The past 12 months have been particularly rich, with Thomas Philippon’s “The Great Reversal: How America Gave Up on Free Markets,” Emmanuel Saez and Gabriel Zucman’s “The Triumph of Injustice: How the Rich Dodge Taxes and How to Make Them Pay,” Abhijit Banerjee and Esther Duflo’s (winners of this year’s Nobel Prize) “Good Economics for Hard Times,” and Thomas Piketty’s 1,100-page “Capital and Ideology.” (I mention that partially out of envy: My editor would never have allowed me to get away with anything near that length, and I think back longingly over the pearls on the cutting room floor, especially in my first popular book, “Globalization and Its Discontents,” a mere 282 pages.) For all its devastation, the financial crisis spawned a large number of excellent popular books, including Martin Wolf’s “The Shifts and the Shocks: What We’ve Learned — and Have Still to Learn — From the Financial Crisis,” Adair Turner’s “Between Debt and the Devil: Money, Credit, and Fixing Global Finance,” and my colleague Adam Tooze’s “Crashed: How a Decade of Financial Crises Changed the World.”

What do you read when you’re working on a book? And what kind of reading do you avoid while writing?
I look for a book that is particularly well written (from a craft perspective), more likely than not fiction, in the hope that, somehow, the beautiful use of language, the well-chosen turn of phrase, will seep into my writing. Some nonfiction writers aspire just for clarity; I’ve also sought something more — that there would be at least moments when the reader would think, that was a good read, and even better, inspire them to do something about the problems that I’ve tried to depict.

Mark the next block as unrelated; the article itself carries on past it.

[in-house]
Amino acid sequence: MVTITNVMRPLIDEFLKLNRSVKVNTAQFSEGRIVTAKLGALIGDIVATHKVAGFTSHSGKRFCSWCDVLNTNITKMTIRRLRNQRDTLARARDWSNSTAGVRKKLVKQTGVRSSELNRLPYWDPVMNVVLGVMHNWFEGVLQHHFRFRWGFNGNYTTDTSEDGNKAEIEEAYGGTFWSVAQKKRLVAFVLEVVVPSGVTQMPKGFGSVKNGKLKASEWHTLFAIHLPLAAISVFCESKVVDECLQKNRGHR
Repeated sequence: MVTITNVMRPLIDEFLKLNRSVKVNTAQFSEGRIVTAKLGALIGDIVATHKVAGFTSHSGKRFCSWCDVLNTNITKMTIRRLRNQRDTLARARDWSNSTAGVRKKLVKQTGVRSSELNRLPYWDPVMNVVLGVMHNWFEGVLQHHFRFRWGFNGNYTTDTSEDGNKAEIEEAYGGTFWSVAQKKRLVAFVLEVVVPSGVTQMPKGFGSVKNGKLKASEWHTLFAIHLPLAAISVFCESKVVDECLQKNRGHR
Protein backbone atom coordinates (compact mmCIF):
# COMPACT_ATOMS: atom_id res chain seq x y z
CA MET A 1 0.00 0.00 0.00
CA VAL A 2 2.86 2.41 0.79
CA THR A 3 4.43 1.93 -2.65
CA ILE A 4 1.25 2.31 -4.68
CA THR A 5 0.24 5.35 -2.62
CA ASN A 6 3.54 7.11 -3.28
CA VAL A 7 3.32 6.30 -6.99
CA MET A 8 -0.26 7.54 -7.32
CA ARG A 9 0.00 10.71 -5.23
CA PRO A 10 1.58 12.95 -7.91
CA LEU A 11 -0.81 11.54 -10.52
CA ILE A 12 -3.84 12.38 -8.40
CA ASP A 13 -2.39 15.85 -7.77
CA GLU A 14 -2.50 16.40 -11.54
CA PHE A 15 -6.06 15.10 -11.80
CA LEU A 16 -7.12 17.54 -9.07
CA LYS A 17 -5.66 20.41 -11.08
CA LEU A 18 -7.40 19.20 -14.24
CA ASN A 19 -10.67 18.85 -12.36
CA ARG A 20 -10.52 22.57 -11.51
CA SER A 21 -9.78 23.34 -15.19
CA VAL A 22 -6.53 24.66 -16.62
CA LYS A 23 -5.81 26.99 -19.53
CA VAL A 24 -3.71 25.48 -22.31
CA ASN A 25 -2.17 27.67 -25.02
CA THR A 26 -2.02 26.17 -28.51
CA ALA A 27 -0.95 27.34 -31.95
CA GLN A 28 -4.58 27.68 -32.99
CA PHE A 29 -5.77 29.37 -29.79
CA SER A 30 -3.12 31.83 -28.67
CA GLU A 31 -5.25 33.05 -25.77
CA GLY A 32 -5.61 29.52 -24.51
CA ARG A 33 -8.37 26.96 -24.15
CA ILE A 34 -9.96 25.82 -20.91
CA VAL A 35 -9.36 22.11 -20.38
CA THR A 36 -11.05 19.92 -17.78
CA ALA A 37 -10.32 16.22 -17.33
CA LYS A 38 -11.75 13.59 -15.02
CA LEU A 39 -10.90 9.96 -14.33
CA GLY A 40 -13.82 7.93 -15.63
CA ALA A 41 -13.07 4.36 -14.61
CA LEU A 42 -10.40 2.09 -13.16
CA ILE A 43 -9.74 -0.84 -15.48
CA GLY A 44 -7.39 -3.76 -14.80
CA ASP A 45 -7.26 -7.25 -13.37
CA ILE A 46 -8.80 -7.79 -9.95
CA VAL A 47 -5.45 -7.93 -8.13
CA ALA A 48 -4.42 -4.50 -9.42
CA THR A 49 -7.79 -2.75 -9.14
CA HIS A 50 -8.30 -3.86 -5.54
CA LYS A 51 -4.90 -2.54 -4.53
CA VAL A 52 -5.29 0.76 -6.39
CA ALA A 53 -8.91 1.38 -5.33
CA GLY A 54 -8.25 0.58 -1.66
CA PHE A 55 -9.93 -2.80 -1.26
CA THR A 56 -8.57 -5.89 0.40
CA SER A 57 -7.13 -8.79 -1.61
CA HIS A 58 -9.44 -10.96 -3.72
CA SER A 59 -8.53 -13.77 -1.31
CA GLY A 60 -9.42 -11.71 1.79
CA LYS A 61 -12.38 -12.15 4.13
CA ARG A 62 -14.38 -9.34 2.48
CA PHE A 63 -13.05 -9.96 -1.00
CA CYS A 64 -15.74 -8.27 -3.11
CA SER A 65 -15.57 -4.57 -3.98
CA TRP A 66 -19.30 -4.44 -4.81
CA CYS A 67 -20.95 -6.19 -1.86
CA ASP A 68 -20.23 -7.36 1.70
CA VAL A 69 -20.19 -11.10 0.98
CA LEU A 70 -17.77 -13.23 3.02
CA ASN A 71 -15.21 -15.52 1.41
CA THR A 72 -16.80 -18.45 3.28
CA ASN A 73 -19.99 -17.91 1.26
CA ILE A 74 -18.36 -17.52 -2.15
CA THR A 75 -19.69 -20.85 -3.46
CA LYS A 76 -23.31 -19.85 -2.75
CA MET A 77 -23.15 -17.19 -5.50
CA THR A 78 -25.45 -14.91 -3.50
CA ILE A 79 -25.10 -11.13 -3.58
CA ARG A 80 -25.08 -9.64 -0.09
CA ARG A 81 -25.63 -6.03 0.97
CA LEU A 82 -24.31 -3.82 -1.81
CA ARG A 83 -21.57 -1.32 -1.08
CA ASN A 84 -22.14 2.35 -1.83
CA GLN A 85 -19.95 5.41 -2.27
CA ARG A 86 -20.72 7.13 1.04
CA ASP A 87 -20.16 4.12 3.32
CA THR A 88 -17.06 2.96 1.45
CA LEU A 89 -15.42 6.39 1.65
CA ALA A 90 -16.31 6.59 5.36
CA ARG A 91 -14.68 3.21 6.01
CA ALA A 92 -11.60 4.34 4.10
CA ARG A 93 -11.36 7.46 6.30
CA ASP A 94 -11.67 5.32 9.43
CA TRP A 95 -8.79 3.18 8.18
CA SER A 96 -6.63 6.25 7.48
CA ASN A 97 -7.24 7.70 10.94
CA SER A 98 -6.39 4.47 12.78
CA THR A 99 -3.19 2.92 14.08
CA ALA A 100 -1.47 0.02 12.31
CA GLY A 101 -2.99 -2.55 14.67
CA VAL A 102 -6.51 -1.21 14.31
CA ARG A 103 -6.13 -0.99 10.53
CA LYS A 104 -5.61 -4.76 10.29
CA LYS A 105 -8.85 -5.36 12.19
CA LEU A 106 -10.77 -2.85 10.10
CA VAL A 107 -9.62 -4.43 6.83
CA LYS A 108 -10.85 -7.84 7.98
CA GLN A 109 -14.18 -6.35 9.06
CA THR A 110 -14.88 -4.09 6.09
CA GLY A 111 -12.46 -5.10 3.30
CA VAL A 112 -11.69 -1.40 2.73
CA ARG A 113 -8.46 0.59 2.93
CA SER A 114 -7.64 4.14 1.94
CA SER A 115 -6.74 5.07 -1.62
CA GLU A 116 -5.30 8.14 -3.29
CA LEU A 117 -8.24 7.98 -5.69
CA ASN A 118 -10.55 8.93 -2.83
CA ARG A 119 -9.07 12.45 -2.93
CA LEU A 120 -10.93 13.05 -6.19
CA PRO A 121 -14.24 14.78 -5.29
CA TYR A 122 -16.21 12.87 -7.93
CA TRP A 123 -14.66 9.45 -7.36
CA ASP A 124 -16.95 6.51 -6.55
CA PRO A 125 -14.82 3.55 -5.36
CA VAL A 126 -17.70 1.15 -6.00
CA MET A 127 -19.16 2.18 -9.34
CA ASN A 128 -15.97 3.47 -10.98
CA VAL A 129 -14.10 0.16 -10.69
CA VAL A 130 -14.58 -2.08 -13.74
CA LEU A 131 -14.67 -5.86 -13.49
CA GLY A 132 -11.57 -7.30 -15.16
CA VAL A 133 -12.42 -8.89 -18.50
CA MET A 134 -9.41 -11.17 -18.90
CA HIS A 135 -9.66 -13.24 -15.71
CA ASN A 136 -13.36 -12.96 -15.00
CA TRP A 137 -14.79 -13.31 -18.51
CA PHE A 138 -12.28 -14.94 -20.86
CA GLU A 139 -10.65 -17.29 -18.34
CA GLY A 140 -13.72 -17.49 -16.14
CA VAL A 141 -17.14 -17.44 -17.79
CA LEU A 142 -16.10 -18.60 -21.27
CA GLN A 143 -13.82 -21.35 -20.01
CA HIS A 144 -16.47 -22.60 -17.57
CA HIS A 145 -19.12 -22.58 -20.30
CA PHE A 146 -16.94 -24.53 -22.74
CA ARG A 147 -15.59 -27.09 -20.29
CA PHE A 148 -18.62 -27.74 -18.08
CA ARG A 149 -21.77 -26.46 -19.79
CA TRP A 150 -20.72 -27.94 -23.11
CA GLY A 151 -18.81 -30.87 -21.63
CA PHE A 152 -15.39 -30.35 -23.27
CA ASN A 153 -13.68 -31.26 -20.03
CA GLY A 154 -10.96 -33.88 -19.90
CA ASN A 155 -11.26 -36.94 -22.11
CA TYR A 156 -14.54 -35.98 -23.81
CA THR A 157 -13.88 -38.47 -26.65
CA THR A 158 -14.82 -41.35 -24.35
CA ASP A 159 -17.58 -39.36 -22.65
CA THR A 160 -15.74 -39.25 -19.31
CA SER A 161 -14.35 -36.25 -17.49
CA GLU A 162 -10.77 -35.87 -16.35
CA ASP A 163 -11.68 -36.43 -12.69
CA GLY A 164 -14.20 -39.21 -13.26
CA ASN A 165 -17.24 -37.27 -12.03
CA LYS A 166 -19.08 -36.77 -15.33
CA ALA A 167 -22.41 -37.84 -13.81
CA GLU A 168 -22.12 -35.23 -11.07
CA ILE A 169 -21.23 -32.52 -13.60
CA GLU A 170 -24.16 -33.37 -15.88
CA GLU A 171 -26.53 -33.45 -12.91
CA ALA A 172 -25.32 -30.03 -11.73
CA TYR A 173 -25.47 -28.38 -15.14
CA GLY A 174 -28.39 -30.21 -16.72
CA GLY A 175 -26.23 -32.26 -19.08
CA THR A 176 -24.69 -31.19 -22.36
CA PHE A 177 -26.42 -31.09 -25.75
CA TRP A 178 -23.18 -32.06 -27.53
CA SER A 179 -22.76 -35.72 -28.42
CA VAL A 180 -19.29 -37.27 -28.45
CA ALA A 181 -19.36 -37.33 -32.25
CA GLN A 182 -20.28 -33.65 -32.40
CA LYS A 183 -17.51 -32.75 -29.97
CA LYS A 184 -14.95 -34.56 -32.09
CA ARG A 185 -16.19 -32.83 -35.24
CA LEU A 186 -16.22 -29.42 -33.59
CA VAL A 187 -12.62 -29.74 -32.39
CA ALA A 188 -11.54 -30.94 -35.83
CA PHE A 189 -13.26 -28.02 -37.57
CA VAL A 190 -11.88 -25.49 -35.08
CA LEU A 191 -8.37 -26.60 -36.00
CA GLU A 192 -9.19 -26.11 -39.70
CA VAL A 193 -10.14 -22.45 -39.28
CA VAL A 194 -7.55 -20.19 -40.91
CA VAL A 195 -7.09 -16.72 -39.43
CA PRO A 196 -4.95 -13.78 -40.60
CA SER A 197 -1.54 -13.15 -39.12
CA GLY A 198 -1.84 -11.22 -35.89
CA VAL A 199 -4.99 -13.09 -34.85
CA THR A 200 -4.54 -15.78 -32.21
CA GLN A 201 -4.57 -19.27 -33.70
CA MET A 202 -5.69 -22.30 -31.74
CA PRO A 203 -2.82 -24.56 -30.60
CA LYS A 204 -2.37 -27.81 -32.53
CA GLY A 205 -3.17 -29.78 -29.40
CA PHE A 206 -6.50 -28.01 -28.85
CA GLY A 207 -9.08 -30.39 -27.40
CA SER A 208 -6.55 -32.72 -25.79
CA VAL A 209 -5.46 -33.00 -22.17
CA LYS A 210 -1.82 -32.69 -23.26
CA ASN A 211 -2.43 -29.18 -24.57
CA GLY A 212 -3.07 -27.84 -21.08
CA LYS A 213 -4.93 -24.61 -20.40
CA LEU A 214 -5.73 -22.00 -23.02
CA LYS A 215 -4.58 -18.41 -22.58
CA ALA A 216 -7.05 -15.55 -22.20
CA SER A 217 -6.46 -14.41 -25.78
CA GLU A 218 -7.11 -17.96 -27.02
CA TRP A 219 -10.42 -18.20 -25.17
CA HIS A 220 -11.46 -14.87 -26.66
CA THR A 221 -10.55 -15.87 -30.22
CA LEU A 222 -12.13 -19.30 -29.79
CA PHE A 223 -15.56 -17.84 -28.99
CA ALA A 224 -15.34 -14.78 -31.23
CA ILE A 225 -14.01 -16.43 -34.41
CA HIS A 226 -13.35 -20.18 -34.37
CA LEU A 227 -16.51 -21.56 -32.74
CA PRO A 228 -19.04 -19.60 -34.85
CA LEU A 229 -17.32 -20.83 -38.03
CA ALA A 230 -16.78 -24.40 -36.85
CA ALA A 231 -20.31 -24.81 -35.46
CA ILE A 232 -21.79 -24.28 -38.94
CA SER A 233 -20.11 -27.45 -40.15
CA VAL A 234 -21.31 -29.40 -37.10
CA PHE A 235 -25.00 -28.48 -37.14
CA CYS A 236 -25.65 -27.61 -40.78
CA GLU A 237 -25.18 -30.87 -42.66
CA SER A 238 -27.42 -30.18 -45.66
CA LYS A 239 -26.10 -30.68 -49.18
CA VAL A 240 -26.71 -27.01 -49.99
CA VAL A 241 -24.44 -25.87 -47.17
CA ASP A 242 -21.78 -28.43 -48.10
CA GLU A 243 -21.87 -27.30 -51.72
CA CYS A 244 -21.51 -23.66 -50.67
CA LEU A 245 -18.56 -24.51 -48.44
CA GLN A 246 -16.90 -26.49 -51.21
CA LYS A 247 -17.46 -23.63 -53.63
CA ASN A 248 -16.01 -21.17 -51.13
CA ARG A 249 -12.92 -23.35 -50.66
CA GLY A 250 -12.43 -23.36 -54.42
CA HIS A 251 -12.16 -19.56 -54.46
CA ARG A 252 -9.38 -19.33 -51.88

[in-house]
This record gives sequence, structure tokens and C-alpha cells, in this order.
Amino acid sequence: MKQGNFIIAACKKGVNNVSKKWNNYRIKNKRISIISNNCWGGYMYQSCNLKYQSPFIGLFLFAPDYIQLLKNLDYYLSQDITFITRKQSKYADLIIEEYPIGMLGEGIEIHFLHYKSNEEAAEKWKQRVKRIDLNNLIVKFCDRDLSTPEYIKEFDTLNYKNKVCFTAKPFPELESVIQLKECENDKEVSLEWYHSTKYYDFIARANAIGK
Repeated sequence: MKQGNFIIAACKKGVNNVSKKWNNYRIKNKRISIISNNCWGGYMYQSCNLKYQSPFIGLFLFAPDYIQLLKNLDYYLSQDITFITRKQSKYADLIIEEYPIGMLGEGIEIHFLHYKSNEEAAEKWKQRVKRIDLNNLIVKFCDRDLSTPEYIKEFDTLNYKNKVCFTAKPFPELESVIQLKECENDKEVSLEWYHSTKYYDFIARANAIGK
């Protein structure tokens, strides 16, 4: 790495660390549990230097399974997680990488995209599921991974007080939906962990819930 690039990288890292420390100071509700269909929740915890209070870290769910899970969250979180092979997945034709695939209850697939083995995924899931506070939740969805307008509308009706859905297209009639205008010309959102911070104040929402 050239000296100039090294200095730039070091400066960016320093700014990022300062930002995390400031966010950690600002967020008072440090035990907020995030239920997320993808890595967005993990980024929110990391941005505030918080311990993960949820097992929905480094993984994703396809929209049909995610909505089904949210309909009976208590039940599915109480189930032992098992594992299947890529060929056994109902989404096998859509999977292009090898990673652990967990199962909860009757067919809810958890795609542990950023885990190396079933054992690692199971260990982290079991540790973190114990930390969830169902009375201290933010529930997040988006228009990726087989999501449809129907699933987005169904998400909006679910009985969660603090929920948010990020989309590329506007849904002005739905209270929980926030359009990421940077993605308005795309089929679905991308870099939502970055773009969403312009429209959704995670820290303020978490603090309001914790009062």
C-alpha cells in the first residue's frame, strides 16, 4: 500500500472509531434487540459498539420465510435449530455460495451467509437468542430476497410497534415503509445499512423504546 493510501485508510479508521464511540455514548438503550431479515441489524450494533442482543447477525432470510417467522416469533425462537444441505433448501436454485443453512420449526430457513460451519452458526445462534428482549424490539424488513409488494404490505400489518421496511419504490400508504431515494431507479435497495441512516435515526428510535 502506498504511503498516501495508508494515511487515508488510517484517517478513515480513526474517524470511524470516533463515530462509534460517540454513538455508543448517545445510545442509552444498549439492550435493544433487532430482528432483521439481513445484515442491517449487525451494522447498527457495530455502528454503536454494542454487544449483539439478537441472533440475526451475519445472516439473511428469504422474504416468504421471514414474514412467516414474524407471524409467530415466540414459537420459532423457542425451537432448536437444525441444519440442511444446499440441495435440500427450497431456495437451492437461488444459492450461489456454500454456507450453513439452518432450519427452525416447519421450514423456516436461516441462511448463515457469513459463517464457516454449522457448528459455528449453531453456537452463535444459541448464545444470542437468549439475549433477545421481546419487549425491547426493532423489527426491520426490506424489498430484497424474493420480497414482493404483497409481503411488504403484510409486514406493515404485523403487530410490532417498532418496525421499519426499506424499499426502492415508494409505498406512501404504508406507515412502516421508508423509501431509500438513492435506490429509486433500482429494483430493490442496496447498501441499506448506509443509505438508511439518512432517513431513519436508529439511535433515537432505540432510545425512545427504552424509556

Do you count any books as guilty pleasures?
Sadly, I don’t have any guilty reading pleasures. I love the idea of a cold night, detective novel and bar of chocolate, but am too Puritanical for that.

Has a book ever brought you closer to another person, or come between you?
Kaushik Basu’s memoir of his life in economic policymaking, “An Economist in the Real World.” I love Calcutta and it was a revelation to learn more about Basu’s life, to see the similarities and differences in our experiences as economic advisers (he to the Indian government, me to President Clinton) and to discover that he writes beautifully. I don’t think of my tribe (economists) as being captivating writers.

What’s the most interesting thing you learned from a book recently?
“The Red and the Blue: The 1990s and the Birth of Political Tribalism,” by Steve Kornacki, made me reassess my time in the Clinton White House, understanding better the forces leading to his election. It also reminded me of our ephemeral political memories and the vicissitudes of politics.

Which subjects do you wish more authors would write about?
In the aftermath of Trump, a number of books were written describing communities that seemed to be struggling, like “Janesville: An American Story,” by Amy Goldstein, or Arlie Hochschild’s “Strangers in Their Own Land.” But there has always been social transformation, and the structural changes facing the United States are arising around the world. I would have loved to see the deep kind of contextual analysis that these books brought to our understanding of what is going on today applied to historical episodes and to other countries.

What moves you most in a work of literature?